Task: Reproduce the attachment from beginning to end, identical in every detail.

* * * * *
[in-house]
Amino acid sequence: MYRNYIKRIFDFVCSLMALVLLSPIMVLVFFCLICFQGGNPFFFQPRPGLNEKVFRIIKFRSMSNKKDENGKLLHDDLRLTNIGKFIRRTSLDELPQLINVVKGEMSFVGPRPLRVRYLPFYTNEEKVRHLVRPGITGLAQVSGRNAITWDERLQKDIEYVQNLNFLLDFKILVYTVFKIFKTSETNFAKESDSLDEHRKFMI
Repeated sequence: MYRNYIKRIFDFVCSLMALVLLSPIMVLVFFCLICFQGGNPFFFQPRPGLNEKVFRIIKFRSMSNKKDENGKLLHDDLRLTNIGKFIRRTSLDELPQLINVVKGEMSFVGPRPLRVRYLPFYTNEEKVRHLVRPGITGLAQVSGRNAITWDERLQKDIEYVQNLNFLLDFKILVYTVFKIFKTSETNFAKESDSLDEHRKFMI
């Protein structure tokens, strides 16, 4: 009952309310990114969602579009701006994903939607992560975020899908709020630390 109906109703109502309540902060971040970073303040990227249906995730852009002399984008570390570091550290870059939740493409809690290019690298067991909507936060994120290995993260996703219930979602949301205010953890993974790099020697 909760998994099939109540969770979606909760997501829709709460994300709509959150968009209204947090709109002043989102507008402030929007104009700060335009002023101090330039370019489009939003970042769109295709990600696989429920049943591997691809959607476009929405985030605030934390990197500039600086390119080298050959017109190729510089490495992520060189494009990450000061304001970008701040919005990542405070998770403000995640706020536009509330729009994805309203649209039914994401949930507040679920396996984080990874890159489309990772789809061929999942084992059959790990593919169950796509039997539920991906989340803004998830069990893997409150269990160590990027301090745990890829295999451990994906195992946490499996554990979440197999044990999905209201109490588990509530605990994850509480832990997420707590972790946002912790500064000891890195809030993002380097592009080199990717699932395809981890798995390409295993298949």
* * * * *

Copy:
[in-house]
Amino acid sequence: MYRNYIKRIFDFVCSLMALVLLSPIMVLVFFCLICFQGGNPFFFQPRPGLNEKVFRIIKFRSMSNKKDENGKLLHDDLRLTNIGKFIRRTSLDELPQLINVVKGEMSFVGPRPLRVRYLPFYTNEEKVRHLVRPGITGLAQVSGRNAITWDERLQKDIEYVQNLNFLLDFKILVYTVFKIFKTSETNFAKESDSLDEHRKFMI
Repeated sequence: MYRNYIKRIFDFVCSLMALVLLSPIMVLVFFCLICFQGGNPFFFQPRPGLNEKVFRIIKFRSMSNKKDENGKLLHDDLRLTNIGKFIRRTSLDELPQLINVVKGEMSFVGPRPLRVRYLPFYTNEEKVRHLVRPGITGLAQVSGRNAITWDERLQKDIEYVQNLNFLLDFKILVYTVFKIFKTSETNFAKESDSLDEHRKFMI
């Protein structure tokens, strides 16, 4: 009952309310990114969602579009701006994903939607992560975020899908709020630390 109906109703109502309540902060971040970073303040990227249906995730852009002399984008570390570091550290870059939740493409809690290019690298067991909507936060994120290995993260996703219930979602949301205010953890993974790099020697 909760998994099939109540969770979606909760997501829709709460994300709509959150968009209204947090709109002043989102507008402030929007104009700060335009002023101090330039370019489009939003970042769109295709990600696989429920049943591997691809959607476009929405985030605030934390990197500039600086390119080298050959017109190729510089490495992520060189494009990450000061304001970008701040919005990542405070998770403000995640706020536009509330729009994805309203649209039914994401949930507040679920396996984080990874890159489309990772789809061929999942084992059959790990593919169950796509039997539920991906989340803004998830069990893997409150269990160590990027301090745990890829295999451990994906195992946490499996554990979440197999044990999905209201109490588990509530605990994850509480832990997420707590972790946002912790500064000891890195809030993002380097592009080199990717699932395809981890798995390409295993298949």